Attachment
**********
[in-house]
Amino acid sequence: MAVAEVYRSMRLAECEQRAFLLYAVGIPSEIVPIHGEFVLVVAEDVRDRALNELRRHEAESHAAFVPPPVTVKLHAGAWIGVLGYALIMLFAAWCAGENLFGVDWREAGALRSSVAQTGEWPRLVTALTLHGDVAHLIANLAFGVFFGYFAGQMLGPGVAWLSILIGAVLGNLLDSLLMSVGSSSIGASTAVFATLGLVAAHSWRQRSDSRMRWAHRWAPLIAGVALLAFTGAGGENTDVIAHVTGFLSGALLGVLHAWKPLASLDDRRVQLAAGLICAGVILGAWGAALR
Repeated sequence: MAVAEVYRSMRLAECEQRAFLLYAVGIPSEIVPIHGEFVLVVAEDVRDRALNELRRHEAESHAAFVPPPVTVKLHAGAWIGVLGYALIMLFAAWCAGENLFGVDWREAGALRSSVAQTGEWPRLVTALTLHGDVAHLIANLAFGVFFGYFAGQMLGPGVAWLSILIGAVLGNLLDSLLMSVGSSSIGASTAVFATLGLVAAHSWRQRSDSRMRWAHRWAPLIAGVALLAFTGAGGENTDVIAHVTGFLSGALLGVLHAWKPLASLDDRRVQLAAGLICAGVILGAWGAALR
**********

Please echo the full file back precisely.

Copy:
[in-house]
Amino acid sequence: MAVAEVYRSMRLAECEQRAFLLYAVGIPSEIVPIHGEFVLVVAEDVRDRALNELRRHEAESHAAFVPPPVTVKLHAGAWIGVLGYALIMLFAAWCAGENLFGVDWREAGALRSSVAQTGEWPRLVTALTLHGDVAHLIANLAFGVFFGYFAGQMLGPGVAWLSILIGAVLGNLLDSLLMSVGSSSIGASTAVFATLGLVAAHSWRQRSDSRMRWAHRWAPLIAGVALLAFTGAGGENTDVIAHVTGFLSGALLGVLHAWKPLASLDDRRVQLAAGLICAGVILGAWGAALR
Repeated sequence: MAVAEVYRSMRLAECEQRAFLLYAVGIPSEIVPIHGEFVLVVAEDVRDRALNELRRHEAESHAAFVPPPVTVKLHAGAWIGVLGYALIMLFAAWCAGENLFGVDWREAGALRSSVAQTGEWPRLVTALTLHGDVAHLIANLAFGVFFGYFAGQMLGPGVAWLSILIGAVLGNLLDSLLMSVGSSSIGASTAVFATLGLVAAHSWRQRSDSRMRWAHRWAPLIAGVALLAFTGAGGENTDVIAHVTGFLSGALLGVLHAWKPLASLDDRRVQLAAGLICAGVILGAWGAALR